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Seattle Author Sifts Truth From Fabrication As North Korean Defector Changes Story

Eric Bridiers
U. S. Mission General
Shin Dong-hyuk addresses the UN Human Rights Council in 2014.

WEB EXTRA: Harden discusses what happened when the subject of his first book on North Korea, "Escape from Camp 14." changed his story.

"Early in 2015, Shin Dong-hyuk changed his story.”

That’s how Seattle author confronts the admission by Shin, the main subject of Harden’s bestseller “Escape from Camp 14,” that parts of his story were not truthful. Shin was and still is believed to be the only North Korean born in that country’s notorious gulag of political prison camps to escape and defect.  He had become one of the most prominent North Korean defectors in the world, and a lead witness in the case for bringing charges against North Korea in the International Criminal Court.

With that admission, much of Shin’s story seemed in doubt. But as Harden tracked down the parts of Shin’s story that could be corroborated, the parts that were consistent with evidence such as the scars of torture on his body, and looked into how torture and trauma affect victims’ abilities to tell their own stories, he came to the conclusion that the broad sweep of Shin’s narrative still stands.

An Unreliable Narrator

Harden appeared on KPLU’s “Sound Effect” to talk about his new book about North Korea, “The Great Leader and the Fighter Pilot: The True Story of the Tyrant Who Created North Korea and the Young Lieutenant Who Stole His Way To Freedom.”

Speaking of Shin’s story and his previous book, Harden noted that he knew all along that Shin was something of an unreliable narrator.

“There are two chapters in the book about his lying to me about what his life had amounted to and how his mother and brother were killed. So the book has a very large element of skepticism about his story,” Harden said.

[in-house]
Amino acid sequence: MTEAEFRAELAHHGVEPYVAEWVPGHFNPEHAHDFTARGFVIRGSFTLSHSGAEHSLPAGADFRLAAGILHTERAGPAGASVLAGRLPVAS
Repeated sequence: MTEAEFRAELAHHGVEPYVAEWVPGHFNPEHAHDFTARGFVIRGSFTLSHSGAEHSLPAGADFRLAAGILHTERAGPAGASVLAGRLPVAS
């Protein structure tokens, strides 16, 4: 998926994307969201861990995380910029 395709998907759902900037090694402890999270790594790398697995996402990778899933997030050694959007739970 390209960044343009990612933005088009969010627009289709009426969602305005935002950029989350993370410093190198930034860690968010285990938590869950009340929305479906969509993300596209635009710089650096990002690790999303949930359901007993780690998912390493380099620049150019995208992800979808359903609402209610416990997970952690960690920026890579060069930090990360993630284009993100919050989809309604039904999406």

Part of the problem is that victims of trauma, particularly political violence, often have difficulty communicating their testimony.

‘What I did not understand and did not appreciate when I wrote the book originally was the degree to which torture and trauma will twist up the way a person tells a story,:” Harden said. “This is not a good development for Shin, or for somebody who writes a non-fiction book. It was a risk to write about Shin when you couldn’t know absolutely everything he said was true.”

An Even More Complicated Story

Shin, it now appears, did not spend his entire captivity in the notorious Camp 14. Rather, the area where he lived was redistricted at some point into a less restrictive, though still highly controlled camp.

Some of the details about his torture now appear to be made up, though the real story is likely no less gruesome.

“People who know the torture techniques of the secret police in North Korea, and who’ve surveyed his body, say that he’s the single most tortured person who survived the camps who’s come to South Korea,” Harden said.

Shin now says he made two escape attempts, rather than one. And, disturbingly, he now admits to an even greater role in the deaths of his mother and brother. Shin had already reported that he betrayed their plans to escape to camp guards. He now adds that he endorsed a false accusation of murder, which was used to justify his mother and brother’s executions.

Impact On Human Rights Case

One reason Shin’s changed narrative is so problematic is his central role in the human rights case against North Korea. Harden says the admission of partial falsehoods is a setback for the efforts.

“When he changed his story it was a blow to the credibility of the effort to call North Korea on what the United Nations says are crimes against humanity,” Harden said. “Shin’s story is not the make-or-break, but because of the book, he became the face of the movement to hold North Korea to account.”

That effort is proceeding, underscored by hundreds of other witnesses and pieces of evidence. Still the episode has complicated the case.

“North Korea has seized on the inconsistencies in Shin’s story, jumping up and down with glee, and said everything now is illegitimate – because Shin spent some time in a camp across the river, rather than just being in Camp 14,” Harden laments.

Ultimately, Harden said Shin’s story still sheds light on one of the most opaque compartments of an already shadowy regime, and therefore remains valuable.

“He was very knowledgeable about camp operations. His body was more severely scarred than anybody else who’s come out of those camps. His whole affect was that of trauma,” he said. “So Shin remains an important witness, although he’s flawed. And he’s flawed in a way that all trauma survivors are flawed.”

Gabriel Spitzer is a former KNKX reporter, producer and host who covered science and health and worked on the show Sound Effect.